Become a digitalPLUS subscriber. 99¢ for 4 weeks.
News Maryland Howard County Ellicott City

Board of Elections declines to certify comprehensive zoning referendum

A Howard County citizens’ petition to bring certain decisions in the county’s recently passed comprehensive zoning bill to referendum will not move on to the ballot next November, according to county Board of Elections Director Guy Mickley.

Mickley said the group of petitioners, Citizens Working to Fix Howard County, had gathered enough valid signatures to meet the necessary minimum of 5,390 names.

But the issue was with the way the group described the contents of the petition, which by law had to be short enough to fit on one side of a sheet of paper.

Mickley said he made the decision based on a Nov. 25 meeting in which the BOE’s legal counsel advised him that the petition did not meet all of the legal requirements necessary for it to be accepted as a ballot question.

Specifically, Mickley said, the petition did not provide “a fair and accurate summary of the substantive provisions of the proposal,” one of the requirements under Maryland election law for a petition to make it onto the ballot.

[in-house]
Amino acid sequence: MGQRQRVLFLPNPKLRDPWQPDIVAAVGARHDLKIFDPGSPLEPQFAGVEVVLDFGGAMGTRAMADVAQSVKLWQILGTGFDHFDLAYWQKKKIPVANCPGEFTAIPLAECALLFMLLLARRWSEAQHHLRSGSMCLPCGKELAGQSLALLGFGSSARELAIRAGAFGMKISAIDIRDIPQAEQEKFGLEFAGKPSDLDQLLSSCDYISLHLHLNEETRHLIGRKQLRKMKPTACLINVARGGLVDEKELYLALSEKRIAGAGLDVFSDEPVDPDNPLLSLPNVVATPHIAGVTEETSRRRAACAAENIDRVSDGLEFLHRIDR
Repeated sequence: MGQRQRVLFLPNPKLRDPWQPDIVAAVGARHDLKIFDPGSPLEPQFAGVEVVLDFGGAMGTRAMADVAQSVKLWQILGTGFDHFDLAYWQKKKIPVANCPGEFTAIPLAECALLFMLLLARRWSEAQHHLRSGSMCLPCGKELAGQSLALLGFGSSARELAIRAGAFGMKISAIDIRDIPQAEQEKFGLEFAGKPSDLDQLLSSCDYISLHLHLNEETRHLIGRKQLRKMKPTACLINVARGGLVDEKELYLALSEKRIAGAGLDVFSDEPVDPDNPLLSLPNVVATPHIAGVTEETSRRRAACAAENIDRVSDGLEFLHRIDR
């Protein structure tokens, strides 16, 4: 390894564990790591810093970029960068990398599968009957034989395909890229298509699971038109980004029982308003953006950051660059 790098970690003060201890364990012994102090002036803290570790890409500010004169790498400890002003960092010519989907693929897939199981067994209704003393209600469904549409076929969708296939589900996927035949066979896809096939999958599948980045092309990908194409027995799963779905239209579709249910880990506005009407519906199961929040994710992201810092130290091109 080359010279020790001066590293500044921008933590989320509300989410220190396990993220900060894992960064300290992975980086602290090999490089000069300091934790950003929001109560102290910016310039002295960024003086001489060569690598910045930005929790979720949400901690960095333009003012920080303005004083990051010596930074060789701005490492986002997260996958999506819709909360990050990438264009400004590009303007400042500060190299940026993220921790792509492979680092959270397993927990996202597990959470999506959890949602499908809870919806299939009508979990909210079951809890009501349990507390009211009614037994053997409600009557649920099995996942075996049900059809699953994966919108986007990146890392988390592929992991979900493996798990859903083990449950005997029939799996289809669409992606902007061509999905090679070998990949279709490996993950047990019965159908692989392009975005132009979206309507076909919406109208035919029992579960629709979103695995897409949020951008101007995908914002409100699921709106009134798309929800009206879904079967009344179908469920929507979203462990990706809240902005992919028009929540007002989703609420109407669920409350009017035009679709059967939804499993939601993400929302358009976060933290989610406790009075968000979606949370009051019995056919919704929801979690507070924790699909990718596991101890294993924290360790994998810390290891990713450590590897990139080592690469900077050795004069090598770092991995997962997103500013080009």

But Lisa Markovitz, chair of the Citizens Working to Fix Howard County, said the group had followed all the rules.

"We asked for approval and requirement information ahead of time and we followed all of their standards and requirements and regulations," she said. "And now that we have succeeded... the Board Of Elections is actually reversing its opinion. And for them to throw out a legitimate referendum now is just outrageous."

The attorney retained by the Board of Elections to give legal advice on the petition, Jerry Richman, maintained that the one-page summary of the petitioners’ issues with the comprehensive zoning bill, which included much-debated zoning decisions in Savage, Maple Lawn, Elkridge and elsewhere, “wasn’t a fair summary of any section [of the comprehensive zoning bill], to my knowledge.”

Richman declined to speculate on how the petitioners could have crafted a more legally sound document. “They could have elected to put one particular zoning issue on each and they could have had a lot of petitions… How they did it is their business,” he said. “It became the Board of Elections' business when they sought to petition it to referendum and they elected to place [multiple issues on one petition].”

Asked about the referendum the morning before the decision was released, County Executive Ken Ulman said he continued to "support the citizens' right to democracy."

"But," he added, "it also has to be done in a way that is fair and accurate." 

Markovitz said the citizens' group would appeal the Board of Elections' decision. 

"We’re in it for the the long haul and we’re not going to see this many citizens’ views thwarted," she said. 

Copyright © 2014, The Baltimore Sun
Related Content
Comments
Loading